Institutions of Reading
The Social Life of Libraries in the United States
How libraries in their many forms have altered invidual experience and shaped public culture
Tracing the evolution of the library as a modern institution from the late eighteenth century to the digital era, this book explores the diverse practices by which Americans have shared reading matter for instruction, edification, and pleasure. Writing from a rich variety of perspectives, the contributors raise important questions about the material forms and social shapes of American culture. What is a library? How have libraries fostered communities of readers and influenced the practice of reading in particular communities? How did the development of modern libraries alter the boundaries of individual and social experience, and define new kinds of public culture? To what extent have libraries served as commercial enterprises, as centers of power, and as places of empowerment for African Americans, women, and immigrants?Institutions of Reading offers at once a social history of literacy and leisure, an intellectual history of institutional and technological innovations that facilitated the mass distribution and consumption of printed books and periodicals, and a cultural history of the symbolic meanings and practical uses of reading in American life.In addition to the editors, contributors include Elizabeth Amann, Michael Baenen, James Green, Elizabeth McHenry, Barbara Mitchell, Christine Pawley, Janice Radway, James Raven, Karin Roffman, and Roy Rosenzweig.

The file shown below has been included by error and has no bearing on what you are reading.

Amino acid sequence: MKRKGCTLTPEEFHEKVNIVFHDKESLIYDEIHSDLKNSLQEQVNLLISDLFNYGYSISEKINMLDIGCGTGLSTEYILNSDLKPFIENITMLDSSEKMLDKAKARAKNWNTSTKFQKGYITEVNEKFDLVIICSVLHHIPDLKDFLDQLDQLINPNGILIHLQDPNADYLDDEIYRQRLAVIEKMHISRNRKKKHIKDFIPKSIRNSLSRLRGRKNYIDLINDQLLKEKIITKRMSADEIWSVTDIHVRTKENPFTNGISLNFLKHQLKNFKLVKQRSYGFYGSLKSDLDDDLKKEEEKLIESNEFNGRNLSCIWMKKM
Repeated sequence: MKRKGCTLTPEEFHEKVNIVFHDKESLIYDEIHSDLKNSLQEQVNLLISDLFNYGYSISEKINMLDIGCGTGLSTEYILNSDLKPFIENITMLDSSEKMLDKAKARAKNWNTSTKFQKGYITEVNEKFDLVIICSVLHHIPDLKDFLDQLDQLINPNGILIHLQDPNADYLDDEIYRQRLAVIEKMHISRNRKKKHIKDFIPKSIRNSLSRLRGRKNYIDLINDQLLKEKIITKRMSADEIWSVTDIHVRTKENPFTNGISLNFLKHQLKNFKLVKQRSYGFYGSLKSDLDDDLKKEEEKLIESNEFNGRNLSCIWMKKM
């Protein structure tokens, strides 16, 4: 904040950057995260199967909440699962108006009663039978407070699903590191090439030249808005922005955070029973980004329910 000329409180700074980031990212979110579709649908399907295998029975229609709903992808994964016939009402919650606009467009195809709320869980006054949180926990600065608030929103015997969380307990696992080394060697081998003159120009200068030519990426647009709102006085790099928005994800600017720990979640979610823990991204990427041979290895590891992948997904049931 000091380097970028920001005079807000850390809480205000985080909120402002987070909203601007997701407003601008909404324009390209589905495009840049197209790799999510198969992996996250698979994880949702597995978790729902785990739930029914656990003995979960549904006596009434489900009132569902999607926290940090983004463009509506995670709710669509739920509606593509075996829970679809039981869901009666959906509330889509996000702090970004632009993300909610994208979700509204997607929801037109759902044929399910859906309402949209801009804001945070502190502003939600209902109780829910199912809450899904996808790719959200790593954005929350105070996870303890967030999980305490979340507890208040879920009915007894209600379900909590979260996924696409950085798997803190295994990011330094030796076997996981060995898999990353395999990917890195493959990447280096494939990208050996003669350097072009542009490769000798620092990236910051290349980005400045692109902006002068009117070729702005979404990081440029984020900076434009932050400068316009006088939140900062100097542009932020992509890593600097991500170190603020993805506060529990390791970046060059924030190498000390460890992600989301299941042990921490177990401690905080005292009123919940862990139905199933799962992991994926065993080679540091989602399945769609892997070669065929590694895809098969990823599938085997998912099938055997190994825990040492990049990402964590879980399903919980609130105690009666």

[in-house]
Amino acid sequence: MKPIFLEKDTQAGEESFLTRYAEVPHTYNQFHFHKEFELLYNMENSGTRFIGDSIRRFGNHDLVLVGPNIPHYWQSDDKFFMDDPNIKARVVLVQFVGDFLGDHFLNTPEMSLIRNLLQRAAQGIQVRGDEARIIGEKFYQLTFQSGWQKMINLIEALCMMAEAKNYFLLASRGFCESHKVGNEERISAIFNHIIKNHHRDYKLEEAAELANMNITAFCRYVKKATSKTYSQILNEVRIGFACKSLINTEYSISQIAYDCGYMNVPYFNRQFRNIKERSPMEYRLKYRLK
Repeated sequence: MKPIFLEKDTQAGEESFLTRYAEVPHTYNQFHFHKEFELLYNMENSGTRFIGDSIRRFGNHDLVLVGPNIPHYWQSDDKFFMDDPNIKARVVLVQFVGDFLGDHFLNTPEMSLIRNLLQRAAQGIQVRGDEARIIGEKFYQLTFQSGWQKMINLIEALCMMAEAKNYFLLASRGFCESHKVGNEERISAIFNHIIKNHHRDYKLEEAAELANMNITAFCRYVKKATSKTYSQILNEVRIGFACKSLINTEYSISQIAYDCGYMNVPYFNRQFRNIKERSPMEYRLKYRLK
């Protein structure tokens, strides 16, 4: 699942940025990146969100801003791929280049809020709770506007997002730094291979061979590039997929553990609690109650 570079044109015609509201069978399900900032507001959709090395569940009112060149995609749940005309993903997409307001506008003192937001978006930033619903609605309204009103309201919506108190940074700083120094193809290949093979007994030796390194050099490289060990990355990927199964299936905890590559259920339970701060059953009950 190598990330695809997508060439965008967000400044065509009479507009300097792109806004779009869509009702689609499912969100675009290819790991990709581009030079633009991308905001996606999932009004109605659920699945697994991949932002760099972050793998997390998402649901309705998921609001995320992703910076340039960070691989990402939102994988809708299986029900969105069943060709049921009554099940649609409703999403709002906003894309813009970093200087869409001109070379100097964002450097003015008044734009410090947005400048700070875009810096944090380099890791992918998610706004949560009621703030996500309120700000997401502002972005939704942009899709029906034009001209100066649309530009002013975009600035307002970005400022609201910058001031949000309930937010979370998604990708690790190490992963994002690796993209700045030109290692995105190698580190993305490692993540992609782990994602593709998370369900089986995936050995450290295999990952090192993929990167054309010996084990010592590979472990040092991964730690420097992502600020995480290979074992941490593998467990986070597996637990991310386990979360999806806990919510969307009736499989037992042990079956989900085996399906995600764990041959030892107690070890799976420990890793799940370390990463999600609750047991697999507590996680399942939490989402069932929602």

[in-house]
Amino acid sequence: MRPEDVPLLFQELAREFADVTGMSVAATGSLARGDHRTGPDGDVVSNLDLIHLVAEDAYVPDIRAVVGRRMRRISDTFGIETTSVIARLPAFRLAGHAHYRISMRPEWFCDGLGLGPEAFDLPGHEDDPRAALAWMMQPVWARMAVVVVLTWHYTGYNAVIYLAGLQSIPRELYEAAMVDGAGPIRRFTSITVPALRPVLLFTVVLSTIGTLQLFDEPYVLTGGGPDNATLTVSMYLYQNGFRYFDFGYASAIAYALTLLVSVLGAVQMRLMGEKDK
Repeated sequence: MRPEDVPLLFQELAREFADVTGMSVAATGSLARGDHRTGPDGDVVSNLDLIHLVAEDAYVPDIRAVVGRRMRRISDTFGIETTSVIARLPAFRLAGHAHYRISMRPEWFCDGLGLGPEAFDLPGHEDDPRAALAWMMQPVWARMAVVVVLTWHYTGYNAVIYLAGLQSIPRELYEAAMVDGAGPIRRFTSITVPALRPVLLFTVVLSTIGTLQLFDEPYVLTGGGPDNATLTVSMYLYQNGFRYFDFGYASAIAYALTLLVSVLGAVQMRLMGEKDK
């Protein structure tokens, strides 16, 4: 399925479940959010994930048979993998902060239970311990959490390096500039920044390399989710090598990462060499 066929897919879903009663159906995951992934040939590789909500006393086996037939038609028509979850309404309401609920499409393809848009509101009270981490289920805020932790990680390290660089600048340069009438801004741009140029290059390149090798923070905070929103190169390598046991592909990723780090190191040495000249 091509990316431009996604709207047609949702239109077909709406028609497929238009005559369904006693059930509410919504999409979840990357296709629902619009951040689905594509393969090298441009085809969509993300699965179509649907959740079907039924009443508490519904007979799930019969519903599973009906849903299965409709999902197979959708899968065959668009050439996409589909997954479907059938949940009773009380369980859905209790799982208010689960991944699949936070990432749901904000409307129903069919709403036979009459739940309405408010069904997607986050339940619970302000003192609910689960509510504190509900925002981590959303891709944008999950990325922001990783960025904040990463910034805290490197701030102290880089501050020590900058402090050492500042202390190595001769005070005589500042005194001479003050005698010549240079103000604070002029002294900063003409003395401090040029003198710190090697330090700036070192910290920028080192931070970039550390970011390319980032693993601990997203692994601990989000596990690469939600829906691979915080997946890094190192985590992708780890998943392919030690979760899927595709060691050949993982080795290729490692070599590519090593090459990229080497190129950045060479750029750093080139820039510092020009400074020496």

"A much-needed addition to the field of library history, a field in which a great deal of research remains to be done. It will be useful also to cultural historians and scholars interested in the history of the book. . . . One of the real strengths of the work is the fact that it addresses issues from colonial times up to the present and into the future, presenting an overview of current scholarship in the field."—Thomas G. Knoles, American Antiquarian Society
"These remarkable essays excel at situating library history in broader contexts—American intellectual and cultural history, the politics and economics of gender, the changing technologies for reproducing print. Collectively they move library history firmly into the center of the 'history of the book' in demonstrating its connections to structures of knowledge and the social history of reading. An important book."—David D. Hall, Harvard University
"Together, the essays represent a fresh integration of the work of classic library historians with perspective for their cultural and social history colleagues. In so doing, they offer new insights into a traditional, if often neglected, object of study - the historical role of libraries in American society."—The Journal of American History